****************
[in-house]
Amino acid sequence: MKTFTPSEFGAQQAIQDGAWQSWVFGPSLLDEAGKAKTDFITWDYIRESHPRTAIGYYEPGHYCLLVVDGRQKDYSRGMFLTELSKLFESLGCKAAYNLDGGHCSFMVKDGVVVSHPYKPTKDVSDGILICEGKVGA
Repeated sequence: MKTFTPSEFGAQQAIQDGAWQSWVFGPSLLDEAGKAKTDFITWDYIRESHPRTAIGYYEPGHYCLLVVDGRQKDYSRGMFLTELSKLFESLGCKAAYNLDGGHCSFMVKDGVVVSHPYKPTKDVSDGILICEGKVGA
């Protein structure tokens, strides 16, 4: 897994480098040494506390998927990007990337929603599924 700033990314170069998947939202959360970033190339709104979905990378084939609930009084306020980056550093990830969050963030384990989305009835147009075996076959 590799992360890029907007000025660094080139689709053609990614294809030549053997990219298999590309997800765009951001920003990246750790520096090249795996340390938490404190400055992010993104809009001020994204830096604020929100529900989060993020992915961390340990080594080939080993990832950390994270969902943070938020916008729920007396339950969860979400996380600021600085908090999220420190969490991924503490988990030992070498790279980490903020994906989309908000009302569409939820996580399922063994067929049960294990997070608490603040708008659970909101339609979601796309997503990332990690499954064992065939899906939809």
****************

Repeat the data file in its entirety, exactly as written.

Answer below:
[in-house]
Amino acid sequence: MKTFTPSEFGAQQAIQDGAWQSWVFGPSLLDEAGKAKTDFITWDYIRESHPRTAIGYYEPGHYCLLVVDGRQKDYSRGMFLTELSKLFESLGCKAAYNLDGGHCSFMVKDGVVVSHPYKPTKDVSDGILICEGKVGA
Repeated sequence: MKTFTPSEFGAQQAIQDGAWQSWVFGPSLLDEAGKAKTDFITWDYIRESHPRTAIGYYEPGHYCLLVVDGRQKDYSRGMFLTELSKLFESLGCKAAYNLDGGHCSFMVKDGVVVSHPYKPTKDVSDGILICEGKVGA
């Protein structure tokens, strides 16, 4: 897994480098040494506390998927990007990337929603599924 700033990314170069998947939202959360970033190339709104979905990378084939609930009084306020980056550093990830969050963030384990989305009835147009075996076959 590799992360890029907007000025660094080139689709053609990614294809030549053997990219298999590309997800765009951001920003990246750790520096090249795996340390938490404190400055992010993104809009001020994204830096604020929100529900989060993020992915961390340990080594080939080993990832950390994270969902943070938020916008729920007396339950969860979400996380600021600085908090999220420190969490991924503490988990030992070498790279980490903020994906989309908000009302569409939820996580399922063994067929049960294990997070608490603040708008659970909101339609979601796309997503990332990690499954064992065939899906939809």